In recent years the number of Red-Throated Divers has fallen both in Finland and in the rest of Europe. Over ten mating pairs nest in Repovesi National Park. In Finland drainage resulting in the fall of water level in small lakes and ponds has caused problems for the Red-Throated Diver. The shores of ponds have become too steep for them. Hikers should remember that as a wild bird the Red-Throated Diver suffers from the disturbances caused by man. These like other birds should given their peace and observed from a distance.
Fires are a part of the natural life cycle of boreal forests. Traces of old forest fires, including charred old stumps, can also be found in many places in Repovesi. A large part of Repovesi forests were used for commercial forestry over the past decades, resulting in a homogeneous forest structure. Controlled burning for restoration purposes has been an effective technique for restoring old commercial forestry areas to a more natural state in Repovesi.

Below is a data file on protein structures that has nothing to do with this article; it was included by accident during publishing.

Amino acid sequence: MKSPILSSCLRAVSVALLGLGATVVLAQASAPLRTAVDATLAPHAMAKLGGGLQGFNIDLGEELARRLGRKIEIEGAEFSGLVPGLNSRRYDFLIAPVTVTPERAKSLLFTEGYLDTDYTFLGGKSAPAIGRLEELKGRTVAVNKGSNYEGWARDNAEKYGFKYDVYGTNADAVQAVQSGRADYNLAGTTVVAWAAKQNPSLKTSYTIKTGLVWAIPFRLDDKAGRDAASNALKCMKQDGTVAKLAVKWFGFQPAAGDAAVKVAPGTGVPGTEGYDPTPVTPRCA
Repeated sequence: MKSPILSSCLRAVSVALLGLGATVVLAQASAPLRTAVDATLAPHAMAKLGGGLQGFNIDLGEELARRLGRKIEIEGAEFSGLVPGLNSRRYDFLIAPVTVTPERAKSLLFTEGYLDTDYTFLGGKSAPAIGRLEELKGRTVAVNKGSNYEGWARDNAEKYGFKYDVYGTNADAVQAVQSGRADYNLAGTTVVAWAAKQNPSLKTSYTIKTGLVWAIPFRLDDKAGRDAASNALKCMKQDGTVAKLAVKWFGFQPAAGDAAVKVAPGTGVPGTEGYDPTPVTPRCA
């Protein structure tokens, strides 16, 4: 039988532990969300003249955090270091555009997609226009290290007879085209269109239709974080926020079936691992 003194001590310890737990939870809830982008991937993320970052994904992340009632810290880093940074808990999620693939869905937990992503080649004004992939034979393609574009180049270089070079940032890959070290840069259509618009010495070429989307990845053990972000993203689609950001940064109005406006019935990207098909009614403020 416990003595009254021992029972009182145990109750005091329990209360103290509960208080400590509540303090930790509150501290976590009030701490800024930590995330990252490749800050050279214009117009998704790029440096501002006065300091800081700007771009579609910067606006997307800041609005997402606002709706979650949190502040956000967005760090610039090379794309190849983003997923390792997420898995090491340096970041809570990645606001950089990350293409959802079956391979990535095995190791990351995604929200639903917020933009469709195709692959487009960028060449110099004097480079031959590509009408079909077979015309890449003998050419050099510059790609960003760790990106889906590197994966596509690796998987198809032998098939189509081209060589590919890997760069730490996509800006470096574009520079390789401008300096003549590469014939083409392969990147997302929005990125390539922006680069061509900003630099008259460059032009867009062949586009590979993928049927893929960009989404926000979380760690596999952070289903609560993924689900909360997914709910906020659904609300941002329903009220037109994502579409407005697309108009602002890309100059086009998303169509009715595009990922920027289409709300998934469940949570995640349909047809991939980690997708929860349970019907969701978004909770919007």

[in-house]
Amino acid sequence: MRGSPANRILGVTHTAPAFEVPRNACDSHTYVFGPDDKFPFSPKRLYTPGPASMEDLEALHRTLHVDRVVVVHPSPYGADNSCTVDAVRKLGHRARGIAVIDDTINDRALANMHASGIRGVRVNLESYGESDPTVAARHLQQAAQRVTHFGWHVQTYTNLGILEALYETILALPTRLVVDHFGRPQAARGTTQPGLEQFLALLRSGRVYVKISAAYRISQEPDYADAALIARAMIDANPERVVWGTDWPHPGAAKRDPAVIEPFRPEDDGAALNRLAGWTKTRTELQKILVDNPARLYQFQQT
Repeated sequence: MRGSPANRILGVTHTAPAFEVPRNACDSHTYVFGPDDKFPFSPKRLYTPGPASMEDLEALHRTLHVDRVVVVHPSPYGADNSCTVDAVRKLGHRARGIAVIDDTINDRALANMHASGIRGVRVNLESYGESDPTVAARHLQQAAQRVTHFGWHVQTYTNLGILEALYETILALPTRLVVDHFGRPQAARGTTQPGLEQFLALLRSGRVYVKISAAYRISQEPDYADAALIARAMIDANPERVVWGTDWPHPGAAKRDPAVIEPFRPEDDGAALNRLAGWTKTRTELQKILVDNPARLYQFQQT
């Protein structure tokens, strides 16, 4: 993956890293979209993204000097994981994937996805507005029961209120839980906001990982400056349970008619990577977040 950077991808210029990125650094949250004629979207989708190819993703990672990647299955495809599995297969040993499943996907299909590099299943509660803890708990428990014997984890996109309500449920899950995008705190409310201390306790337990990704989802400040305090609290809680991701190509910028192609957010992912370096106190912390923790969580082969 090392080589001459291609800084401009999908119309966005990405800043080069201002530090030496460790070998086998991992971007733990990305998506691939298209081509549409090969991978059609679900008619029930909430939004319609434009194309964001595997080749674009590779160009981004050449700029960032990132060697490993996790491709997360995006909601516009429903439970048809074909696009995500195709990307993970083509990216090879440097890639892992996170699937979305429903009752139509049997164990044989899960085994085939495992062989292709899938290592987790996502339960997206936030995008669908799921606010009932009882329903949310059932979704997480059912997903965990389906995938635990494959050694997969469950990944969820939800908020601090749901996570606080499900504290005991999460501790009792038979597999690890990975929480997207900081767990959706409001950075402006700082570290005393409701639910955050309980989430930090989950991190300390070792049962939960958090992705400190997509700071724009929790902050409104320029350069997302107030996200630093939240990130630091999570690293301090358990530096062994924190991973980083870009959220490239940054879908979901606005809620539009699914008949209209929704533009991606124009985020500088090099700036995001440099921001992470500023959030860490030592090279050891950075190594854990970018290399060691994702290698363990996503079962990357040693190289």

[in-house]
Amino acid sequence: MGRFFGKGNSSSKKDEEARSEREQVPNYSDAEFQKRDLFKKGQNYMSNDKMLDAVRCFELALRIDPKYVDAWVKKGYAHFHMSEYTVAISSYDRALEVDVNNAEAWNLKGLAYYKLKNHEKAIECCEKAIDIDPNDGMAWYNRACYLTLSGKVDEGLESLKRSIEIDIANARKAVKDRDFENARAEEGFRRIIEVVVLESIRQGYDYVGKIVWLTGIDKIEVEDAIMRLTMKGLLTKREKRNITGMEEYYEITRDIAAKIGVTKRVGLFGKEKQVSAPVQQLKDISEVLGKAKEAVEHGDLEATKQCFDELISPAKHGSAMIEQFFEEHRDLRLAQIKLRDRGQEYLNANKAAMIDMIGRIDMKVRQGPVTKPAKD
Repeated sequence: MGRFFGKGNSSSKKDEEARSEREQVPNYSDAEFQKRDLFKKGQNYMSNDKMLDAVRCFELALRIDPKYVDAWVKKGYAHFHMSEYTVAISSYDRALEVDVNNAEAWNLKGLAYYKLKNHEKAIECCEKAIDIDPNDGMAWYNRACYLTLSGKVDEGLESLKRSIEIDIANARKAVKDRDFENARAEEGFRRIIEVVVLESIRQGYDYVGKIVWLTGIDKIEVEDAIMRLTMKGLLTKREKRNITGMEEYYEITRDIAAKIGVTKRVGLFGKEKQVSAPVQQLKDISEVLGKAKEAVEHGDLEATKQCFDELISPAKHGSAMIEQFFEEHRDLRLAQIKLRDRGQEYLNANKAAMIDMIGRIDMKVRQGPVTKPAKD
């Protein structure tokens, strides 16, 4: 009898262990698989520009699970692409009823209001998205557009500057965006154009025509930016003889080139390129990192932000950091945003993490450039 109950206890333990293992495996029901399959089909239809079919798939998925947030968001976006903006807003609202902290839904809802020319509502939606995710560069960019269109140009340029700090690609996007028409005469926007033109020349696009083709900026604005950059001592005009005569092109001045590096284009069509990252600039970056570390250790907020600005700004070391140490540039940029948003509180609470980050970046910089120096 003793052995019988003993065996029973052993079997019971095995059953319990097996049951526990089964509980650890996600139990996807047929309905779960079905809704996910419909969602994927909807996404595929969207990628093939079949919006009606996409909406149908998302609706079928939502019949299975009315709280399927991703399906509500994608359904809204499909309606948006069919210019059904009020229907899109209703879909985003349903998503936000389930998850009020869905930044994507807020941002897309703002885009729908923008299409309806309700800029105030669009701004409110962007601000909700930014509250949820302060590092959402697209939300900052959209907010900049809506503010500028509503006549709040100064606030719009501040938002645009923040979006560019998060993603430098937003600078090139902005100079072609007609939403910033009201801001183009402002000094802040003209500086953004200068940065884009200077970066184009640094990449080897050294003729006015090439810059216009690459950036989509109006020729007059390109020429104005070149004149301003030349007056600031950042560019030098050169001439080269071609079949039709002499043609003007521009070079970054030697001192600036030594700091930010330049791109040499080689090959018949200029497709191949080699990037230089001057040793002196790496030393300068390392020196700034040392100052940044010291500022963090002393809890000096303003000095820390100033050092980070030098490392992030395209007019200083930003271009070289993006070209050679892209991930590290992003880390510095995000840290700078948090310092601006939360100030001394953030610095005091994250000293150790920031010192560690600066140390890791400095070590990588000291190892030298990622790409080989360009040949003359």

The fire has many different types of impacts on forest structure and species: some of the trees die immediately while some are damaged and die slowly over the years, and others sustain little or no damage and continue to grow. Decaying wood in varying stages of decomposition develops in a burnt forest, and a new generation of trees comes up beside those that survived the fire. For some species, fire is an essential part of the life cycle. The black fire beetle (Melanophila acuminata) and the false darkling beetle (Phryganophilus ruficollis) can sense a burnt forest from afar and arrive promptly on the scene. Woodpeckers follow hard on the heels of insects. Spring pasque flowers proliferate as a result of controlled burning. Tree fungi species also diversify over the years.
Repovesi is an area where controlled burning has been carried out regularly for nature management purposes. So far, approximately 60 hectares of forest have been burnt in six different areas. Some of these sites are very close to hiking trails.
Controlled burning is only carried out when a forest fire warning is in effect to make sure that the ground is dry enough. The rescue services are always informed of the burning, and it is subject to a permit. When carefully planned and prepared and when the weather conditions are right, forest burning is quite safe.
Repovesi National Park
- Established 2003
- Area 16 km²
The Emblem of Repovesi National Park is Red Fox